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Facebook researchers have come up with a method for making AI systems forget

The team behind Expire-Span believes it could reduce model compute costs

Ben Wodecki

May 17, 2021

2 Min Read

The team behind Expire-Span believes it could reduce model compute costs

Researchers at Facebook have developed a method of making AI systems forget certain information, dubbing the technique Expire-Span.

Revealing it in a blog post, Facebook said Expire-Span forgets unnecessary information at scale, while retaining the rest of its memory.

The new method “improves efficiency across several long-context tasks in language modeling, reinforcement learning, object collision, and algorithmic tasks,” reads the post authored by research scientists Angela Fan and Sainbayar Sukhbaatar.

“It works by first predicting information that’s most relevant to the task at hand. Based on the context, Expire-Span then assigns an expiration date to each piece of information — much like the expiration date on a bottle of milk.

“When the date has passed, the information gradually expires from the AI system. Intuitively, more relevant information is retained longer, while irrelevant information expires more quickly. With more memory space, AI systems can process information at drastically larger scales.”

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Describing it as “a step toward achieving human-like memory in machines,” the authors noted that current AI systems that selectively focus on certain parts of their input are struggling with vast amounts of less important information, impacting computational power and costs.

Using Expire-Span, AI-based systems can gradually forget irrelevant information to allow for operations to be “continuously optimize[d].”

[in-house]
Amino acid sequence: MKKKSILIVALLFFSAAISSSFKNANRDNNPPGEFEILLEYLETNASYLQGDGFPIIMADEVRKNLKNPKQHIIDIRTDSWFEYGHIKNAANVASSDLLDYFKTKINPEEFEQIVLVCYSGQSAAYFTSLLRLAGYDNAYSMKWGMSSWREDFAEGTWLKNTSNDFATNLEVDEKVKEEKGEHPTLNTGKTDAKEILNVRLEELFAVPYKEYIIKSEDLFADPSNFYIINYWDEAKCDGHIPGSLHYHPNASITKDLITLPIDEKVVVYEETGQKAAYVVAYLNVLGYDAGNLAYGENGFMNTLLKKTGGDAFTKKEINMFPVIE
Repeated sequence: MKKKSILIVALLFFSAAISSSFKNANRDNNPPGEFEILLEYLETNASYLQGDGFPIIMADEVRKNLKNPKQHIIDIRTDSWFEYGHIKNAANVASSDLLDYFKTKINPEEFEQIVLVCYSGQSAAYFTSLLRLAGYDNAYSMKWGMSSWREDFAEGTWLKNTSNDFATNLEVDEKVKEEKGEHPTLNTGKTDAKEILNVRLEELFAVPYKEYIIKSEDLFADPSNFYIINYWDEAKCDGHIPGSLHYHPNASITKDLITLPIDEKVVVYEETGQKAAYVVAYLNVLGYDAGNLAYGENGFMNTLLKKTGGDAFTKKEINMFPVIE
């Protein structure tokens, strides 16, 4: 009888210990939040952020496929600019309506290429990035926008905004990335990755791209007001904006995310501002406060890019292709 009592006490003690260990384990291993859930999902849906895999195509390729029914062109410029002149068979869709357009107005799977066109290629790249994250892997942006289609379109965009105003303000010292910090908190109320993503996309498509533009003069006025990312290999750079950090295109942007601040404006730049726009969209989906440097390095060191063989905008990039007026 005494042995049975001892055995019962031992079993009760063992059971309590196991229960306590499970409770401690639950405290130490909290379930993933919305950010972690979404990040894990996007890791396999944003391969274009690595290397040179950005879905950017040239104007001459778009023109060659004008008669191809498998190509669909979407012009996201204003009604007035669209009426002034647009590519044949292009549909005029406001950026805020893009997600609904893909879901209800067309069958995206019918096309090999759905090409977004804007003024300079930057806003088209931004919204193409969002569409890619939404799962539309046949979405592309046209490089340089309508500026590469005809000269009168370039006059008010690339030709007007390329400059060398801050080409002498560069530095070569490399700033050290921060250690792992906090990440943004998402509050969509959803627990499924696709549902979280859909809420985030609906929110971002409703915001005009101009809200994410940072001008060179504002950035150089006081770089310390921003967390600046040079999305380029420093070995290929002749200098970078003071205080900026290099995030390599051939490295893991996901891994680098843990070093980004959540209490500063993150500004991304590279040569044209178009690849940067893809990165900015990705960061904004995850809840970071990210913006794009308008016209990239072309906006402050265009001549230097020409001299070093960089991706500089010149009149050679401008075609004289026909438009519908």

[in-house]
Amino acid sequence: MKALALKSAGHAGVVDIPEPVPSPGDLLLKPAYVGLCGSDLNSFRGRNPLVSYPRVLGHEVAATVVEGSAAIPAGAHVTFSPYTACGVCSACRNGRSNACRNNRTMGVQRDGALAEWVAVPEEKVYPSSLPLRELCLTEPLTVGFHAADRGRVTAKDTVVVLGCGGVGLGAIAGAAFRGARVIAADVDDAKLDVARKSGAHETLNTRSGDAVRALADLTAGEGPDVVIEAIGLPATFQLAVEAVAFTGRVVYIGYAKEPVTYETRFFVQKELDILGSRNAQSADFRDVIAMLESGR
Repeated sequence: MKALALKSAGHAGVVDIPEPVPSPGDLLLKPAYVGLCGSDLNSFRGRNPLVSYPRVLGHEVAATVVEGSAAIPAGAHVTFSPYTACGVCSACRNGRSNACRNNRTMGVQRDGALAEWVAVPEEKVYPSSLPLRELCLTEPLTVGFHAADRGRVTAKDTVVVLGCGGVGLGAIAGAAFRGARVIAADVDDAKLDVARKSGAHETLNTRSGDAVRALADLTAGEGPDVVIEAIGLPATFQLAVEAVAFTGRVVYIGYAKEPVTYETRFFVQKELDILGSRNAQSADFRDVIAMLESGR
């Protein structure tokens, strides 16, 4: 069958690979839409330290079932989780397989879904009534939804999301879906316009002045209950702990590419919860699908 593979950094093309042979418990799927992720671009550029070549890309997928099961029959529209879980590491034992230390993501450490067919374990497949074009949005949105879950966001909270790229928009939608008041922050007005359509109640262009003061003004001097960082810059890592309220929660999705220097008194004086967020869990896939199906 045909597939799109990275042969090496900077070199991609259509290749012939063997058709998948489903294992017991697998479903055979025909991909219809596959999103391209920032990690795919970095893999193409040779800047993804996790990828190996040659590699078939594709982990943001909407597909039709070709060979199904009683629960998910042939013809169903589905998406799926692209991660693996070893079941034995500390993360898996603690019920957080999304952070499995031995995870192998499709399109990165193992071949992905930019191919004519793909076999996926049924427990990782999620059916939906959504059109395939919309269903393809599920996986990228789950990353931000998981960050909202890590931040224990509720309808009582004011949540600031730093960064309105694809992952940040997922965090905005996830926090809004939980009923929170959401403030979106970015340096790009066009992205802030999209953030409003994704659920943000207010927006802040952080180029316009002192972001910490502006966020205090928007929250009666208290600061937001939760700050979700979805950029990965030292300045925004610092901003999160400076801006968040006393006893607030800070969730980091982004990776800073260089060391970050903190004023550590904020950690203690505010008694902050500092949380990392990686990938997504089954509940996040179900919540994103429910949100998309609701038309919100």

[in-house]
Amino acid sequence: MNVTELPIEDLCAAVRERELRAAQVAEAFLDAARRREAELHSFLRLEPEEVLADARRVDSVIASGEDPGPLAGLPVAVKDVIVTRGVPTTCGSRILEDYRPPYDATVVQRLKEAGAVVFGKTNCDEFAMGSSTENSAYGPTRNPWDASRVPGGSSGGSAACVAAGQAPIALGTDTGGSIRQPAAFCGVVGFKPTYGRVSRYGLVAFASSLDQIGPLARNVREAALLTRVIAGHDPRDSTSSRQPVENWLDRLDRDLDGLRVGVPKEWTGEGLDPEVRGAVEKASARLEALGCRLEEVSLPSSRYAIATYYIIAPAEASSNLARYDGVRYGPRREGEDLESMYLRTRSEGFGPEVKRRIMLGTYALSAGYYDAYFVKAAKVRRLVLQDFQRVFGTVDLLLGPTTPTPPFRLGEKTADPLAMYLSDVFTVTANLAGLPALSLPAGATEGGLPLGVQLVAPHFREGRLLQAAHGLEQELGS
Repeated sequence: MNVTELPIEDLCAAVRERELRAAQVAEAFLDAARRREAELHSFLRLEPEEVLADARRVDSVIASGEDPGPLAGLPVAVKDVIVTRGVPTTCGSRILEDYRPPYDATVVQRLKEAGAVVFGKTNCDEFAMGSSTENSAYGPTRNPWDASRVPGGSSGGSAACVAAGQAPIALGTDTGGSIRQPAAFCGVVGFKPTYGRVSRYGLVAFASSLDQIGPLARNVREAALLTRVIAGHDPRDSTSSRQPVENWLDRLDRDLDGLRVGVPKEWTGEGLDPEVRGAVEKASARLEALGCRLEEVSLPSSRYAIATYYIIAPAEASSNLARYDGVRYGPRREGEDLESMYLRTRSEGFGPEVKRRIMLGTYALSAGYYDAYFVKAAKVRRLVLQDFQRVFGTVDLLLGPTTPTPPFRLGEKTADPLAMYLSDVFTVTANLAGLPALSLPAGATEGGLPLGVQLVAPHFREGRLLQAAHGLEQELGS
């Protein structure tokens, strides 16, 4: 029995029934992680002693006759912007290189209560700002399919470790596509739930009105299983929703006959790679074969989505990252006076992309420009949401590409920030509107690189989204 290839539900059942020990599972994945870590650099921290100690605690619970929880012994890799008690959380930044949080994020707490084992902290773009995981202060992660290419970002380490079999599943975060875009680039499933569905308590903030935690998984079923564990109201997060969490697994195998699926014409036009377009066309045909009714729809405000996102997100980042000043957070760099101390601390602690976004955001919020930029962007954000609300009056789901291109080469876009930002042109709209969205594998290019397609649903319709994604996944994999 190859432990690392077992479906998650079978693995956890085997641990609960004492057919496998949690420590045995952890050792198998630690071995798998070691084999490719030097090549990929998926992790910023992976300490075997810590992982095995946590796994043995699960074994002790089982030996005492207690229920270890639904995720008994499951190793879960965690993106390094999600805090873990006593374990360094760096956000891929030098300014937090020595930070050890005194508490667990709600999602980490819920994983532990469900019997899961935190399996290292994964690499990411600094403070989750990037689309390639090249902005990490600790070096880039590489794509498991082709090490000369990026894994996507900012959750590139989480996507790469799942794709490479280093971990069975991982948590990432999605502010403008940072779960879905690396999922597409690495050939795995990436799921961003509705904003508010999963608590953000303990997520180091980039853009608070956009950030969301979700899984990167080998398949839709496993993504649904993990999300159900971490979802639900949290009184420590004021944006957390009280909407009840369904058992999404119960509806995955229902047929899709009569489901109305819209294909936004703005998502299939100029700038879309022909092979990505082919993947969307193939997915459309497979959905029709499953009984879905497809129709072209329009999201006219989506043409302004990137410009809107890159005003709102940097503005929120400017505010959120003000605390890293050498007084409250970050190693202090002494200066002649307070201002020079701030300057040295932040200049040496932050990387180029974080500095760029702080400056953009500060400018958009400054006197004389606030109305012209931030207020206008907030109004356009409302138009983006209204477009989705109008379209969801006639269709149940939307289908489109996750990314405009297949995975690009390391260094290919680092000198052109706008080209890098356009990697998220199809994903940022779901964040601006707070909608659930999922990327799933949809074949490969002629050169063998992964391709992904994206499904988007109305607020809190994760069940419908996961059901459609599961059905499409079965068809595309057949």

“The main challenge with forgetting in AI is that it’s a discrete operation, meaning you either forget or not — there is no in-between,” the authors explained.

“Optimizing such discrete operations is really hard, which is why most systems process information indiscriminately and incur heavy computational costs. Previous approaches to this problem often focus on compression, so information that’s far in the past is compressed to be smaller. While this allows the model to extend to longer ranges in the past, compression yields blurry versions of memory.”

A scientific paper describing the method has been published as part of International Conference on Machine Learning. The accompanying code has been published on GitHub under a NonCommercial 4.0 International license.

Dubbed Not All Memories are Created Equal: Learning to Forget by Expiring, the paper outlines Expire-Span in detail, suggesting that it can scale to memories that are “tens of thousands in size, setting a new state of the art on incredibly long context tasks such as character-level language modeling and a frame-by-frame moving objects task.”

“The impressive scalability and efficiency of Expire-Span has exciting implications for one day achieving a wide range of difficult, human-like AI capabilities that otherwise would not be possible,” the authors said.

“Theoretically, one day, Expire-Span could empower people to more easily retain information they find most important for these types of long-range tasks and memories.”

About the Author(s)

Ben Wodecki

Jr. Editor

Ben Wodecki is the Jr. Editor of AI Business, covering a wide range of AI content. Ben joined the team in March 2021 as assistant editor and was promoted to Jr. Editor. He has written for The New Statesman, Intellectual Property Magazine, and The Telegraph India, among others. He holds an MSc in Digital Journalism from Middlesex University.

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